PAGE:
Hematopoietic cell transplantation (HCT) prolongs survival in the twitcher mouse, an authentic animal model of human globoid cell leukodystrophy (Krabbe disease; galactosylceramidase deficiency), but the effects of HCT on levels of galactosylceramidase, psychosine, and cerebrosides in the tissues of twitcher mice have not been previously studied. Galactosylceramidase was less than 8% of control activity in tissues of untreated twitcher mice but reached normal values in brain and spleen and 20-30% of control in kidney of 100-day-old twitchers that received HCT at age 10 days. Using a recently developed method for the simultaneous determination of psychosine and cerebrosides, we measured the tissue levels of these lipids in the above animals. The levels of psychosine in brain, sciatic nerve, and kidney of untreated twitcher mice were 44, 200, and 12 times control values, respectively, in 30-day-old animals and 69, 500, and 14 times control levels in 40-day-old mice. On the other hand, levels of cerebroside were approximately 35% of control values in sciatic nerve, remained about the same in the brain, and were elevated 10-fold in the kidney of twitcher mice. After HCT, psychosine levels in the brains of 30-day-old twitchers were lowered to 30-35% of values in untreated twitchers, and the levels remained in that range during the post-HCT period. Similarly, brain cerebroside levels remained low in HCT-treated twitcher mice. Although psychosine levels in sciatic nerves of HCT-treated twitcher mice increased more slowly than in the nerves of untreated twitchers, the levels in 100-day-old HCT-treated twitcher mice had reached the same high values as those seen in untreated 40-day-old twitchers. It is now known whether the extremely high levels of psychosine in sciatic nerves ultimately contribute to the death of twitcher mice after HCT.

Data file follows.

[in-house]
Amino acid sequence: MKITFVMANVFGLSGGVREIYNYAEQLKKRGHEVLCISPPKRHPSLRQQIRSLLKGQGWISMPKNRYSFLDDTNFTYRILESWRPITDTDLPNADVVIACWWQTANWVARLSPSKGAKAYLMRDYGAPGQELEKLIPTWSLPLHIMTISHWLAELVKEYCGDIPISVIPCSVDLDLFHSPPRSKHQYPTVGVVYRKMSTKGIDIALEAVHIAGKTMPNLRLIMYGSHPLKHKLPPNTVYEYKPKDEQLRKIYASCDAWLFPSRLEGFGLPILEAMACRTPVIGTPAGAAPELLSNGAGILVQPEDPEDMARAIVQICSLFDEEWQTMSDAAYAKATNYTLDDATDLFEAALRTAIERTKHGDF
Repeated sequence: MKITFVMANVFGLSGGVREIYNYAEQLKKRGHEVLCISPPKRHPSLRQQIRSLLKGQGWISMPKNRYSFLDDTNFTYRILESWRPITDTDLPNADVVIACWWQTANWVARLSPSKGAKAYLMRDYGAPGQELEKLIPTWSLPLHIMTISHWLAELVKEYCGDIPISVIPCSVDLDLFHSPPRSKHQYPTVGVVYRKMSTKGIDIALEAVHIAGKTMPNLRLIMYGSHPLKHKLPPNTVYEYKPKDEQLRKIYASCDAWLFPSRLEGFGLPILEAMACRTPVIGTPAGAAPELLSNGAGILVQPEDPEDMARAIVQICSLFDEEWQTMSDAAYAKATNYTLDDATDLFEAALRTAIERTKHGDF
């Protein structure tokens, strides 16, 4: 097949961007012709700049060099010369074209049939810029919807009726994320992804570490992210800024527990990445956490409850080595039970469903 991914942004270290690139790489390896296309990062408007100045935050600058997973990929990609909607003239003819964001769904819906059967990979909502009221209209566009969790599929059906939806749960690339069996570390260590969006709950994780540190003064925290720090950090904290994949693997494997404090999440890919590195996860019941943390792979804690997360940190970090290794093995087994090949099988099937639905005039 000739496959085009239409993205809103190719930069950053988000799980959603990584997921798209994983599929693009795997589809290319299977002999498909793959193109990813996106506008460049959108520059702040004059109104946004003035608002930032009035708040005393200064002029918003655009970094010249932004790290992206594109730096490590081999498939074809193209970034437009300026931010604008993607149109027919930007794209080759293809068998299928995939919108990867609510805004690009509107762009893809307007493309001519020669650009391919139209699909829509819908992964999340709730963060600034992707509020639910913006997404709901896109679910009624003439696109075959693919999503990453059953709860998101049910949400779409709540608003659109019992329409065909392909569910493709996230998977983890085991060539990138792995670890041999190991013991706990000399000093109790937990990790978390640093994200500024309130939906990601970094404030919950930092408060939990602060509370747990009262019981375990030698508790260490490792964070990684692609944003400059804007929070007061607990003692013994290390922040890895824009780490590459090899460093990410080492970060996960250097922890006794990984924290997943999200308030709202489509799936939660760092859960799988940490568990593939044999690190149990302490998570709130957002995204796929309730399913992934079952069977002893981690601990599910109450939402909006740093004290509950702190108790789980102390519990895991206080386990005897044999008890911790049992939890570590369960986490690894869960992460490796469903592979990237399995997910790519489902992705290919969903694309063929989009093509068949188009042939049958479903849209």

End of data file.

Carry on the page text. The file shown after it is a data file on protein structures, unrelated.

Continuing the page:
|Original language||English (US)|
|Number of pages||5|
|Journal||Proceedings of the National Academy of Sciences of the United States of America|
|State||Published - Aug 20 1987|
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